[Samba] I've gone full circle now, let's start over
gaiseric.vandal at gmail.com
Thu May 22 09:38:29 MDT 2014
It depends on the size of your location and the clients in question.
Assuming , when talking about mapping shares, you mean from Windows
clients. If you have more than 5 windows workstations, the Windows
workgroup approach (i.e. no centralized accounts) is a pain to
manage. The domain approach with a domain controller is usually the
way to go. A Windows domain controller can be a Windows 200x Active
Directory Domain Controller, as Samba 4 domain controller (which mimics
a Windows 200x DC) or a Samba 3.x DC (with is more like a NT4 DC.)
I have been running Samba 3.x at my location for several years. I am
using an LDAP backend, and this is the same LDAP backend that is used
for authenticating Linux workstations and other services. If you
have an existing LDAP infrastructure I would look at Samba 3.x The
big downside of Samba 3.x is that it looks like major development work
is stopped on it. However, from what I can tell, it is NOT easy to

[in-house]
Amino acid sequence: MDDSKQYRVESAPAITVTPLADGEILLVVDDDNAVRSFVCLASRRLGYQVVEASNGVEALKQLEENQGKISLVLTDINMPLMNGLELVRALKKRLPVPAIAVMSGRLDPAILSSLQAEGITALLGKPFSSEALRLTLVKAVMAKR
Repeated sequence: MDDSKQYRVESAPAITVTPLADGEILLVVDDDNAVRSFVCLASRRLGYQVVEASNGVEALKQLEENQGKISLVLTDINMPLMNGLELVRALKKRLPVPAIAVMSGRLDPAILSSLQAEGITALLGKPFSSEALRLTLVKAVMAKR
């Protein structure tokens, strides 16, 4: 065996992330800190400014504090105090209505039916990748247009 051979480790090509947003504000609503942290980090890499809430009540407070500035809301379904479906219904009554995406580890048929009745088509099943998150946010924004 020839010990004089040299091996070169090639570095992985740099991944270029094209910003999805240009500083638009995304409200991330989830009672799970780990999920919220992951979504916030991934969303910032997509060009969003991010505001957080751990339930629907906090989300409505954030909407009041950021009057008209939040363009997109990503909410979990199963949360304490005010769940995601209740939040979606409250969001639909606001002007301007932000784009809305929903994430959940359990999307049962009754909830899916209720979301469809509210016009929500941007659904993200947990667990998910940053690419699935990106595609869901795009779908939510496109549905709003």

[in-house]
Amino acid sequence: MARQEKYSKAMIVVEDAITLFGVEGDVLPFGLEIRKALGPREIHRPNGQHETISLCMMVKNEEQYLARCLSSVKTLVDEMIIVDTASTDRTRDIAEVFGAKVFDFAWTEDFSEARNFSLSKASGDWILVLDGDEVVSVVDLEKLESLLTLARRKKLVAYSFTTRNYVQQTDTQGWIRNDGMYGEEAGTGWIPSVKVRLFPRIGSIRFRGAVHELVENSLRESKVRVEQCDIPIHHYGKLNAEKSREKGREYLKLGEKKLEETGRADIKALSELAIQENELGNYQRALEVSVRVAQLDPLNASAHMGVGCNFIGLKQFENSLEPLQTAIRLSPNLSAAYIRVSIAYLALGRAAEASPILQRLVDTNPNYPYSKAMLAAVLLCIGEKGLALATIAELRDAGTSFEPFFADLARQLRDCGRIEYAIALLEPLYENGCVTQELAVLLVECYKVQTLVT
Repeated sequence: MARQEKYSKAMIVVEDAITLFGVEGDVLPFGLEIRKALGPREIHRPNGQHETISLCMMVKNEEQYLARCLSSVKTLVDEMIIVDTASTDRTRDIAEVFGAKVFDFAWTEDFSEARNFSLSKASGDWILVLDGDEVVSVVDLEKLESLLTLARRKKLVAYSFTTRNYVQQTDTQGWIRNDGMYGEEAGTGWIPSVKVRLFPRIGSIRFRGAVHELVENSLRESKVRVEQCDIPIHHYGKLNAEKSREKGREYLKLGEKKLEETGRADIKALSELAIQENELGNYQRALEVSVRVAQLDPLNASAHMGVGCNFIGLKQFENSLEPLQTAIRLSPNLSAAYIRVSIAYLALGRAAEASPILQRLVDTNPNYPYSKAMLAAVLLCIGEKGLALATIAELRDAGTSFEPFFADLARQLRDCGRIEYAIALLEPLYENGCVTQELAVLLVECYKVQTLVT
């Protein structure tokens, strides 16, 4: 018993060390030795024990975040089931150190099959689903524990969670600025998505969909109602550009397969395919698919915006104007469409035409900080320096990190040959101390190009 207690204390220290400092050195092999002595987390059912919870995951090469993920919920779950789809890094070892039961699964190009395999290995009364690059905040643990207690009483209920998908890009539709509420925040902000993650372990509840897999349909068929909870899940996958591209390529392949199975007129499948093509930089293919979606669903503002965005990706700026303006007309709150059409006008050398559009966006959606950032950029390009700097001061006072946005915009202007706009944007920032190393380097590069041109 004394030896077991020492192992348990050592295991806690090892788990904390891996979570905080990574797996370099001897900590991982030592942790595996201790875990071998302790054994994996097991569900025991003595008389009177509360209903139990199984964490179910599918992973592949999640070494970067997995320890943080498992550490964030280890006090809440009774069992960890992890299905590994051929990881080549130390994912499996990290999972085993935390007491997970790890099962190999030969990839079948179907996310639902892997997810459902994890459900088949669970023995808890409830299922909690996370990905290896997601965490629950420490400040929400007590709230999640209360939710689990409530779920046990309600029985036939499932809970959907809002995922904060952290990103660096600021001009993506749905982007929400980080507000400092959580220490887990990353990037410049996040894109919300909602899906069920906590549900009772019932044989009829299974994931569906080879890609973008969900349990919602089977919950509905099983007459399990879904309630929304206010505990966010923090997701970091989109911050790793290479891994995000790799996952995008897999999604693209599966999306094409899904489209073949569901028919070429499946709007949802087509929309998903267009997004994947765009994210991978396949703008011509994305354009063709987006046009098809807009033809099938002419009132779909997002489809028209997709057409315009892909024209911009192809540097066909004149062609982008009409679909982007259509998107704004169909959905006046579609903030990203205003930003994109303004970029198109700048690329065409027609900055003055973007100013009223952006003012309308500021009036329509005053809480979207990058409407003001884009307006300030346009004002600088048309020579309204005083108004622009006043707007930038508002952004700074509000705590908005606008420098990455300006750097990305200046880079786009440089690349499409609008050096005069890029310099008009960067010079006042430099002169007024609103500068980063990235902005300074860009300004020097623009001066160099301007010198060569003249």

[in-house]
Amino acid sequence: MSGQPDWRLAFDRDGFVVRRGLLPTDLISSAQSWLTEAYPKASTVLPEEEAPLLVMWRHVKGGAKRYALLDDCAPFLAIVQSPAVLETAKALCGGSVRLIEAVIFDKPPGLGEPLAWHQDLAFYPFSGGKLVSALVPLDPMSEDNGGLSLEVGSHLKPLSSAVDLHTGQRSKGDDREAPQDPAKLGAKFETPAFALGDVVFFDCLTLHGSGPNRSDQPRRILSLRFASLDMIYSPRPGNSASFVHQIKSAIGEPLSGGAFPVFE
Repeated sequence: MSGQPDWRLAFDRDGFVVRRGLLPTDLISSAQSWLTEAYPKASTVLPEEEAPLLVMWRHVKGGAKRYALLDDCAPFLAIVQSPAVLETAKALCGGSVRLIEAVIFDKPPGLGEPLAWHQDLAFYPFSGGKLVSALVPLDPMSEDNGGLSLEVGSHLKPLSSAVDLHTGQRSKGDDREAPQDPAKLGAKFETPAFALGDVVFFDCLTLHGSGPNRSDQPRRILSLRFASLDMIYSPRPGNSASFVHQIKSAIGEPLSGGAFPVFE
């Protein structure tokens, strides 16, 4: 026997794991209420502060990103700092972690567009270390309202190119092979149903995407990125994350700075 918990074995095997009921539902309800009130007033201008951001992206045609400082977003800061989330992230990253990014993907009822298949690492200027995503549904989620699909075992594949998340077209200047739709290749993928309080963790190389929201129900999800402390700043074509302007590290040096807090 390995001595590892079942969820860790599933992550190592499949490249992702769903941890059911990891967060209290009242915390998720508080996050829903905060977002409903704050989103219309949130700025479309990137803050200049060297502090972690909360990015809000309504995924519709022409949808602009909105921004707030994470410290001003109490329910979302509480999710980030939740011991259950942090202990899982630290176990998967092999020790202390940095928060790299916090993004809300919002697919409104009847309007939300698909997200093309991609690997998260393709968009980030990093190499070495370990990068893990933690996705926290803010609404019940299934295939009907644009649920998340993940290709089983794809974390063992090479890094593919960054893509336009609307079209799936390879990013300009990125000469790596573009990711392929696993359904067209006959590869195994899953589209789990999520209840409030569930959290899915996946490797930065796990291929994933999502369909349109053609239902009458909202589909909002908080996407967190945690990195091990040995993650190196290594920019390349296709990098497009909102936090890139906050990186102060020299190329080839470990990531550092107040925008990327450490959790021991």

tie Samba 4 into an existing LDAP structure.
On 05/22/14 11:22, Steve Campbell wrote:
> When I started considering Samba, the main objective was to have a way
> for our users to log into something and map the shares they required
> based on their group (departmental) needs. As I asked more questions,
> most recommended AD as this would allow the administrator to manage
> these users.
> Now that I find I'll probably need VMs to handle the AD/DC and the
> shares because I only have two servers to work with, I have to ask:
> Is there another way I can accomplish this without AD and Samba4?
> Managing users is not a big deal for me as I admin our mail servers,
> and every email account gets a Linux user account. There are plenty of
> tools to deal with account management - I use Webmin. But I'm retiring
> in a few months, and I have to pass on the Linux responsibilities to a
> new person, and Samba user management is all new to us here.
> The main problem is still how to have users log on to their machine
> and have their drives mapped to the shares without user intervention.
> steve campbell
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